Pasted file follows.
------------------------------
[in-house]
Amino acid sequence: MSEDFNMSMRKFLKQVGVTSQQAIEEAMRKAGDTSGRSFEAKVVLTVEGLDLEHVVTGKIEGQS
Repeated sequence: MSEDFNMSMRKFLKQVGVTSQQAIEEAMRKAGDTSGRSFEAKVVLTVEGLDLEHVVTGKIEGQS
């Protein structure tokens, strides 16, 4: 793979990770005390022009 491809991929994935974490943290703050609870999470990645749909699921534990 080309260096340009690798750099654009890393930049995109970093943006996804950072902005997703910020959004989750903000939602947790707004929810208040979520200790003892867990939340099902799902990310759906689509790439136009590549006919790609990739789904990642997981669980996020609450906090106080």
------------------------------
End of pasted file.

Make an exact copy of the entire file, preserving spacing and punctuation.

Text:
[in-house]
Amino acid sequence: MSEDFNMSMRKFLKQVGVTSQQAIEEAMRKAGDTSGRSFEAKVVLTVEGLDLEHVVTGKIEGQS
Repeated sequence: MSEDFNMSMRKFLKQVGVTSQQAIEEAMRKAGDTSGRSFEAKVVLTVEGLDLEHVVTGKIEGQS
């Protein structure tokens, strides 16, 4: 793979990770005390022009 491809991929994935974490943290703050609870999470990645749909699921534990 080309260096340009690798750099654009890393930049995109970093943006996804950072902005997703910020959004989750903000939602947790707004929810208040979520200790003892867990939340099902799902990310759906689509790439136009590549006919790609990739789904990642997981669980996020609450906090106080």